The Global Goals - A Win for our Community

On September 25th 2015 the new 2030 Agenda and Sustainable Development Goals were adopted by 193 countries at the United National General Assembly. Tackling injustice has been placed at the heart of this framework. While we must celebrate the substantial gains made by the Justice 2015 Campaign, we cannot under estimate the challenges that lie ahead. Now is the time for pragmatic, actionable next steps. The adoption of the new Global Goals marked the end of a three year process proclaimed as the most inclusive in the United Nations’ 70 year history. Over 11 million citizens shared their opinions and…


Originally published at: http://namati.org/news/the-global-goals-a-win-for-our-community/

5 Likes

I would be really interested to hear people’s reactions to the new Global Goals and how you think it will impact your work? What discussions are happening at the national level? Has the media been reporting on the Global Goals in your country since they were adopted last week? Are there any resources which would help you to use the Global Goals to advance your work? @marlonmanuel @AngoteGertrude would you have any thoughts

For me am interested in how the grass root paralegal and the community at large can participate in the development of the National and international indicators for goal 16 and what are the entry levels for their participation…

1 Like

Thank you @mustafa_mahmoud I would love to hear more on what role you think that community paralegals would want to play in this or what capacity they would have (in terms of workload, technical skill and interest). In terms of the current global indicators, there are limited opportunities to still influence this process, I am off to Thailand for for a meeting on the global indicators and will be advocating for the following indicator on access to justice for target 16.3 “Proportion of those who have experienced a dispute in the past 12 months who have accessed a formal, informal, alternative or traditional dispute resolution mechanism and who feel it was just”. While this is in no way perfect it will ensure that perception data is collected and through proper disaggregation of the data see any sections of society that are being unfairly affected. Kenya has supported this indicator and the Africa Group will be pushing for this indicator to be adopted. I am attaching a paper on the rational for this indicator.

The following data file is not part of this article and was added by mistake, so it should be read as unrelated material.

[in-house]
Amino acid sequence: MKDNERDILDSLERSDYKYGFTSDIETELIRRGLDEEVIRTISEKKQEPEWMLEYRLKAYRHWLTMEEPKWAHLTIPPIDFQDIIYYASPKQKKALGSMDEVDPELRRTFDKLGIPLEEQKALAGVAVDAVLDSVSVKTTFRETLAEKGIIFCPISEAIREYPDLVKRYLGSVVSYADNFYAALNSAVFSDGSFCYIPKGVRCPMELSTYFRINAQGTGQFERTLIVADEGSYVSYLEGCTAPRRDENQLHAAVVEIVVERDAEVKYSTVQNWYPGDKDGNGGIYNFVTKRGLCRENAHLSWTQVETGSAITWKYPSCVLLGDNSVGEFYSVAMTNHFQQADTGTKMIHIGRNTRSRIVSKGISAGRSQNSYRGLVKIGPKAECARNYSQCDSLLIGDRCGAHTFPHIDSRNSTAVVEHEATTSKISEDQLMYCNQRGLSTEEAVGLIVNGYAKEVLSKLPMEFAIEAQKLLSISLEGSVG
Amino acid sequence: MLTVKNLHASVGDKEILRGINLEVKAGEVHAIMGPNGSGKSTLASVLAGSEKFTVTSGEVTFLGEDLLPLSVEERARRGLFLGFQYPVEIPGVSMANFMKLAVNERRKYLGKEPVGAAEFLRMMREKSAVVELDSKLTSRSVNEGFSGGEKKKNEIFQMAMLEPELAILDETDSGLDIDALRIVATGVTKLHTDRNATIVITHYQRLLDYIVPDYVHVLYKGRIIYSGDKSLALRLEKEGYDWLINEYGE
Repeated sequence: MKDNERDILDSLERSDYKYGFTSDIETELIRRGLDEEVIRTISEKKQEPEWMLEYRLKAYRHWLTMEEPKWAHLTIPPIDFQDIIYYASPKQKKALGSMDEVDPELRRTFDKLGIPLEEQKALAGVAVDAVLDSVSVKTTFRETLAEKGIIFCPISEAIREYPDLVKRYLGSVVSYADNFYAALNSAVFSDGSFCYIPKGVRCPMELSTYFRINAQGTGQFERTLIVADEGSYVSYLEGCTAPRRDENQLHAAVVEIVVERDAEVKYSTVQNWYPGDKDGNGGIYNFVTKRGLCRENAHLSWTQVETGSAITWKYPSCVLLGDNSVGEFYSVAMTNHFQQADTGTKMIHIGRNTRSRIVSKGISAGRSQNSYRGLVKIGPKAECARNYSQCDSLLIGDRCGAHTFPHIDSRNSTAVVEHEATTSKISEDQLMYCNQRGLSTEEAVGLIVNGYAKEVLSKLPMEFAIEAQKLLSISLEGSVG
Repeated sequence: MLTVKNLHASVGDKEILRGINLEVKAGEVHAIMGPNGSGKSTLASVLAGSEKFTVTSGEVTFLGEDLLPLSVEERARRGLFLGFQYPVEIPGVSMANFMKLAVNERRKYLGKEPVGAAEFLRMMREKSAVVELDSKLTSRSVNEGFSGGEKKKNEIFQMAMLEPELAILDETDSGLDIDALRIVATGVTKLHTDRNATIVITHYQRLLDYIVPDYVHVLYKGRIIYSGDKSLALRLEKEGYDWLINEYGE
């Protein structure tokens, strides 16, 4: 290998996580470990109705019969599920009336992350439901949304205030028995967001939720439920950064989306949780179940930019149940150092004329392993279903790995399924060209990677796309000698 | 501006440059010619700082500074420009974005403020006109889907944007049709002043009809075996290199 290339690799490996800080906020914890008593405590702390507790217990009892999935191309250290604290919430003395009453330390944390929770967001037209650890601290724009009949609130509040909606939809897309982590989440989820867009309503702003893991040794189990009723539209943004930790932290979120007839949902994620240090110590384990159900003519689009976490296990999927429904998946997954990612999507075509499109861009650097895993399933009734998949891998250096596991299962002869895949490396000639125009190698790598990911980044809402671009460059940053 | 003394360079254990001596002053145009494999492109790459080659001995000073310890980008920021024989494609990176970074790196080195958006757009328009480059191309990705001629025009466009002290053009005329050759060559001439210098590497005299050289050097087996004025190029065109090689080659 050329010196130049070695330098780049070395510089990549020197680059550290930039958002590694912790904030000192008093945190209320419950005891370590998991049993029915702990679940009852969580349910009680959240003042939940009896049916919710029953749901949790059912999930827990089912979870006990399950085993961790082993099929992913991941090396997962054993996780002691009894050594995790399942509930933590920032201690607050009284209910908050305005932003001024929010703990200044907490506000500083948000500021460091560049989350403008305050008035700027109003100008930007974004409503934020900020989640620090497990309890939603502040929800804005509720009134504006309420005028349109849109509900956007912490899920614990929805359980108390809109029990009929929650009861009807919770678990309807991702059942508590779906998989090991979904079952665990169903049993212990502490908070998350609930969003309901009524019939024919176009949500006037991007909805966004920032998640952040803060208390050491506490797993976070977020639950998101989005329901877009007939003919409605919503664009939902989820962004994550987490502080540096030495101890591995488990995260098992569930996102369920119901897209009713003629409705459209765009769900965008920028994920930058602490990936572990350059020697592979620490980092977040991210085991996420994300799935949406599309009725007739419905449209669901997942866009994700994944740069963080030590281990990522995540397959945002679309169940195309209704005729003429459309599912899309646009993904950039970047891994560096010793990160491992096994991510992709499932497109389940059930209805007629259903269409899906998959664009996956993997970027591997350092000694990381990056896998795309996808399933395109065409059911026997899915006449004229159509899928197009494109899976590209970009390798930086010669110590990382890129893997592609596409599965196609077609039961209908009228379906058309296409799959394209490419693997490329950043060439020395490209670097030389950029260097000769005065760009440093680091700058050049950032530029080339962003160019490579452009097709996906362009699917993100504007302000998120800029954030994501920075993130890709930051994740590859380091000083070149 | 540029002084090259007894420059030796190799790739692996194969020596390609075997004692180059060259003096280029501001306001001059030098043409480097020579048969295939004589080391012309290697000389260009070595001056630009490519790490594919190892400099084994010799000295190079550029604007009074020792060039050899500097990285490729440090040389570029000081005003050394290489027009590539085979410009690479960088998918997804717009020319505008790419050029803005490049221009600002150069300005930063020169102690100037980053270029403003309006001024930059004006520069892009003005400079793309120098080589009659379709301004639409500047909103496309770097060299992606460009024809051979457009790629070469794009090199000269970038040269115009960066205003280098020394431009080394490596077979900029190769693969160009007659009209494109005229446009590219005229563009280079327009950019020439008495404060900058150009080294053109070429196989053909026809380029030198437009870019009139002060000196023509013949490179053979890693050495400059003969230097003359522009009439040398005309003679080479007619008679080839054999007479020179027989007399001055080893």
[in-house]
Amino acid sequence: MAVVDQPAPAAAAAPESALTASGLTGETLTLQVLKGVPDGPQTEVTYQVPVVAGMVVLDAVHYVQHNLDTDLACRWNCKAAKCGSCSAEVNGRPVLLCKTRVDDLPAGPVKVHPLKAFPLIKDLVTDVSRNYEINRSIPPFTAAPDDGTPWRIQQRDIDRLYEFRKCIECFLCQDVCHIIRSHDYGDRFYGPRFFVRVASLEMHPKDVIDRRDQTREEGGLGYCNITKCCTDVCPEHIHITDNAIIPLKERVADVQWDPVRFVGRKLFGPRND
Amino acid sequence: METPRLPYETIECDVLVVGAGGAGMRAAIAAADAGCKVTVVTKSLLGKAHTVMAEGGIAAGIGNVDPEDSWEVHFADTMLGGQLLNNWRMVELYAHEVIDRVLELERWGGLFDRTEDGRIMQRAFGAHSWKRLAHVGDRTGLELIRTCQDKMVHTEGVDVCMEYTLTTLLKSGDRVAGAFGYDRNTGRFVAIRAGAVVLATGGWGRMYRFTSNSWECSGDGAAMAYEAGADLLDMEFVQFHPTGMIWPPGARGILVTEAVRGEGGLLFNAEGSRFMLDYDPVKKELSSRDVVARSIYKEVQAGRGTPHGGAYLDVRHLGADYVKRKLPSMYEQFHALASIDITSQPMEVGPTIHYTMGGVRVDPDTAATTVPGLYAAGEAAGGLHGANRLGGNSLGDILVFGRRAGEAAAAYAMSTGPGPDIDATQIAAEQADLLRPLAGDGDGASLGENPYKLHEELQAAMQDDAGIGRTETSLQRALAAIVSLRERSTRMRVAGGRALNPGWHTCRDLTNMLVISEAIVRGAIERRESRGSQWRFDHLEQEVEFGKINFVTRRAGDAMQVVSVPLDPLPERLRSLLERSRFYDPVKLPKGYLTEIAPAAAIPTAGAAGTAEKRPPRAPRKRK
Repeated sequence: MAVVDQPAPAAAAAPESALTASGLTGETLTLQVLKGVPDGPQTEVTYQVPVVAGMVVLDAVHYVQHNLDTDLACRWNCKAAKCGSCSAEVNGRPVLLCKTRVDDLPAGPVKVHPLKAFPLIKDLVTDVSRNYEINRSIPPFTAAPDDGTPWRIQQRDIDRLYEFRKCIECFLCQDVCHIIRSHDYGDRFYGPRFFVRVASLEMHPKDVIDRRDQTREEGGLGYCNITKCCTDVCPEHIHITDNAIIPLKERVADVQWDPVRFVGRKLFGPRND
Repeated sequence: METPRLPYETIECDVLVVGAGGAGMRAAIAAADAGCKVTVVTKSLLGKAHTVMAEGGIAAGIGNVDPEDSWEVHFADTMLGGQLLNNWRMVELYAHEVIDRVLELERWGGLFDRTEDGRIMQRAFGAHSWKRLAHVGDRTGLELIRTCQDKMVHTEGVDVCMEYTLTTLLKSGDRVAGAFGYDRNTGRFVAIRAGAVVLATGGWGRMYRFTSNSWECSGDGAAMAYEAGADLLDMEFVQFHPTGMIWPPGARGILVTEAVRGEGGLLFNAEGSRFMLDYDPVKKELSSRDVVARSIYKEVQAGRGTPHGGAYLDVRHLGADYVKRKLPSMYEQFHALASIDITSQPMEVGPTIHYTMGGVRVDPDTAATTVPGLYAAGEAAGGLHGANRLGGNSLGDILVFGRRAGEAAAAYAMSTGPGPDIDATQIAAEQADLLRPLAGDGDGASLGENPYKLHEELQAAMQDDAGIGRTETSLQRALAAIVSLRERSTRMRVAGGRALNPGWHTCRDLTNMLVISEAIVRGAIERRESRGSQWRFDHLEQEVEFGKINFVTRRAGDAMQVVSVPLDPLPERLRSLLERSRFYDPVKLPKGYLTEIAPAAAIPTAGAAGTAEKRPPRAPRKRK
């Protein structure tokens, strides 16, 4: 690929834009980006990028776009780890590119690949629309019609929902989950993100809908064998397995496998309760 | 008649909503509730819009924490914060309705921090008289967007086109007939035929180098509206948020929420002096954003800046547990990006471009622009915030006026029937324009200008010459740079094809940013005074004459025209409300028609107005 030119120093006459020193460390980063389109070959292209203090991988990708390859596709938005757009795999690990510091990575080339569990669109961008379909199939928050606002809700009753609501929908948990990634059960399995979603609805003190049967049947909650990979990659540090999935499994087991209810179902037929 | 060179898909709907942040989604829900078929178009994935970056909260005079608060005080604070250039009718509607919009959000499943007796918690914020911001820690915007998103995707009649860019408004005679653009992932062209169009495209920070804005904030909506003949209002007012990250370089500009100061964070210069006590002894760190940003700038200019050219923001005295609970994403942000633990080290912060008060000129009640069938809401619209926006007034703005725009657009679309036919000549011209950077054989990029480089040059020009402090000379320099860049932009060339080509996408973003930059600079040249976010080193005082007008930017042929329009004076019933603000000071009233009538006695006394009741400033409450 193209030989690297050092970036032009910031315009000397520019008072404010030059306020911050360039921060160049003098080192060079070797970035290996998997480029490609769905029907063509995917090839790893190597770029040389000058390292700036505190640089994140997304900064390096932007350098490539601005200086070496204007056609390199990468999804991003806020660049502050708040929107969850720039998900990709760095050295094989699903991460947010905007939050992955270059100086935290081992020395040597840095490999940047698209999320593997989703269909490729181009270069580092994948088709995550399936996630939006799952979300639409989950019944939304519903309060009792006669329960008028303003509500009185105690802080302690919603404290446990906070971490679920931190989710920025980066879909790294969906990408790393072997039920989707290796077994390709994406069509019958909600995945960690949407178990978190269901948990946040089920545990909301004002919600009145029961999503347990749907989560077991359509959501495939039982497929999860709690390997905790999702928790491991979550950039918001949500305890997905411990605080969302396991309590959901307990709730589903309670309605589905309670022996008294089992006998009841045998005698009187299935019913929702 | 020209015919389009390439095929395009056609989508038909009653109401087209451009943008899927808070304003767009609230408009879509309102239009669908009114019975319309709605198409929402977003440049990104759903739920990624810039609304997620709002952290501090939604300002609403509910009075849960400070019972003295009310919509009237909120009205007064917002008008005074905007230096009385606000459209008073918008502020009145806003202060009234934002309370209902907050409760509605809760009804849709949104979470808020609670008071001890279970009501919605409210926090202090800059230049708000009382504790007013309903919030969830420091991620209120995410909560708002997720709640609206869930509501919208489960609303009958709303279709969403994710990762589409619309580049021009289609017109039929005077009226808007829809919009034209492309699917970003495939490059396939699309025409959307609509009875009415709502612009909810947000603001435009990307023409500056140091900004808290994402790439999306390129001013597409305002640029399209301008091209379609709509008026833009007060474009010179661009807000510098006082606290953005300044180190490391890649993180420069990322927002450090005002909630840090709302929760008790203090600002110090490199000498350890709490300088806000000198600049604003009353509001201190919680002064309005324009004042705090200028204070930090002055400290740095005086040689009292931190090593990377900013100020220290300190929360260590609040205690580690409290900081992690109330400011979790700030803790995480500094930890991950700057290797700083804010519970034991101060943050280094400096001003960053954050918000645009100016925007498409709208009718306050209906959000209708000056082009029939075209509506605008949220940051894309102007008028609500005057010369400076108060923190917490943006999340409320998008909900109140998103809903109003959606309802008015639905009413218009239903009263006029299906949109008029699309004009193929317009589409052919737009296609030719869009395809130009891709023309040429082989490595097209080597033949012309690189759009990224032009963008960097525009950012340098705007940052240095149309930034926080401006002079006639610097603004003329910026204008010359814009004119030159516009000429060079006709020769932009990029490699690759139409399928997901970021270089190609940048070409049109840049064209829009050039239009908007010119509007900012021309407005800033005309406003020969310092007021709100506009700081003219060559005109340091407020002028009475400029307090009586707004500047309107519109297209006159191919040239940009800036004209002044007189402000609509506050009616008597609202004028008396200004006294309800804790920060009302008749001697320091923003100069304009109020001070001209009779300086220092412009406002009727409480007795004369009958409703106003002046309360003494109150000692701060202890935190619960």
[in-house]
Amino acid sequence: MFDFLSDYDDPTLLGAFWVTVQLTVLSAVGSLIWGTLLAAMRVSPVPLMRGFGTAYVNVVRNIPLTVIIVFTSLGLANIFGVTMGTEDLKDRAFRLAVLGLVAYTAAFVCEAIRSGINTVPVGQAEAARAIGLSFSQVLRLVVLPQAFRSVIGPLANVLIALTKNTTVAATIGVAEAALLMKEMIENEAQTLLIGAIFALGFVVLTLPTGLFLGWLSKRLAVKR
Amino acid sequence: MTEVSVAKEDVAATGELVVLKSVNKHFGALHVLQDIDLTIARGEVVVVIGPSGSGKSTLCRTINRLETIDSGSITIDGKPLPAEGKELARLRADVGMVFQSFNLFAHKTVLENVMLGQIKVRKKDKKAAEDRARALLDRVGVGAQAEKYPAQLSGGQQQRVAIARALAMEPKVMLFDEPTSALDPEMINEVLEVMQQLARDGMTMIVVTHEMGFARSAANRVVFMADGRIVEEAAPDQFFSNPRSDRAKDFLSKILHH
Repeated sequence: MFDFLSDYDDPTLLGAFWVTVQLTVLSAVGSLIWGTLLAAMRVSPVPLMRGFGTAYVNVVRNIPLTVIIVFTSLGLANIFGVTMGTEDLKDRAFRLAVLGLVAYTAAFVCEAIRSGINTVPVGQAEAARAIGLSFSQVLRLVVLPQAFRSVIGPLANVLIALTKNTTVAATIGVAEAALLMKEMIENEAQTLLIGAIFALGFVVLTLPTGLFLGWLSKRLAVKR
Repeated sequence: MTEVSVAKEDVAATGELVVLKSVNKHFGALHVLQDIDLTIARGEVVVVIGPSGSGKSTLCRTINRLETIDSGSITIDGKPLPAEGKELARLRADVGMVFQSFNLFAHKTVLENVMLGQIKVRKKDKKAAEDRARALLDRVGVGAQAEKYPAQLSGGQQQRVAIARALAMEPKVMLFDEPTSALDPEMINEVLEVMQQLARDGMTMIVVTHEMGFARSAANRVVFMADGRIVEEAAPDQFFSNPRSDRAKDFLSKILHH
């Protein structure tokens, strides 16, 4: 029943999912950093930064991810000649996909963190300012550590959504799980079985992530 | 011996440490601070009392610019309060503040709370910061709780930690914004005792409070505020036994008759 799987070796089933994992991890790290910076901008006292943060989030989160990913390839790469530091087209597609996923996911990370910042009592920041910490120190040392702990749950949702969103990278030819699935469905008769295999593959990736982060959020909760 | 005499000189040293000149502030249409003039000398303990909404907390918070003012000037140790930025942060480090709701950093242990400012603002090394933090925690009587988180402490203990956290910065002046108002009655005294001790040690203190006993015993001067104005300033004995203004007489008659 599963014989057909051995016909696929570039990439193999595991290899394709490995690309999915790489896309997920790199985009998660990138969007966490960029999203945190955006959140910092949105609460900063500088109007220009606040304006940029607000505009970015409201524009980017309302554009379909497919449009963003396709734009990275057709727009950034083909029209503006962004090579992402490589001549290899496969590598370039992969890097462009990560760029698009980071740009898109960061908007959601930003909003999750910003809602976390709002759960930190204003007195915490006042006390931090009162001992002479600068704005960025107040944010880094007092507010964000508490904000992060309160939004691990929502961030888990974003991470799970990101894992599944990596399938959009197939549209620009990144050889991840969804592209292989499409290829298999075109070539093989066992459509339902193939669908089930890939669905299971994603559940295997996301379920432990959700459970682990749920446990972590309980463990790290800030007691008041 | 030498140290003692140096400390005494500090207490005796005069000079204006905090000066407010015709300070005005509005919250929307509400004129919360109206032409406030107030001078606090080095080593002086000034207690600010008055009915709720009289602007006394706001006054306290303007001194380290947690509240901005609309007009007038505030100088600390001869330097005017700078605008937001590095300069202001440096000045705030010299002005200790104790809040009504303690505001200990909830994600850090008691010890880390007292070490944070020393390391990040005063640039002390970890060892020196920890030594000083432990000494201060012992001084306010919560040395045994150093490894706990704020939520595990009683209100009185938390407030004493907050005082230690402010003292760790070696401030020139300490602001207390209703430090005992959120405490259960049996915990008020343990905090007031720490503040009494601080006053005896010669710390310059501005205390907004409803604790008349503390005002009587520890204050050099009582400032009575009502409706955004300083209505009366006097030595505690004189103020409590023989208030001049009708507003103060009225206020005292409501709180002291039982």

The global indicator is really the first step and indicators at this level are limited. We are very interested in pushing for indicators which will look % of population with access to independent legal services providers (paralegals) and the regulatory framework which ensures paralegals independence and several more. It would be good to talk more after this meeting once I have a better idea of what the global picture is and how that may influence the national context.

Open Letter - survey indicators in Goal 16.pdf (365.6 KB) Meta Data Table for G16.3.docx (17.1 KB)

3 Likes

@staceycram thanks for the informative piece. I honestly like the document on meta data and I sure will discuss with the paralegals one of them already in this thread @Purity_Wadegu to give us their own perspective of how they can contribute to the discussion. In addition, during the legal identify workshop on the indicators, the issue of dignity was raised by many participants and the understanding was that it is not all about the number of persons registered but also what processes did he go through during the application, was it discriminatory? Another on the same issue was, whether the document added any value to the applicant for example issuing a birth written on “stateless or refugee” does it add value to the applicant or will it further discriminate him and subject him to trauma. To be honest this is tricky to measure, but its worth thinking about, is it all about being registered or the value of registration?

1 Like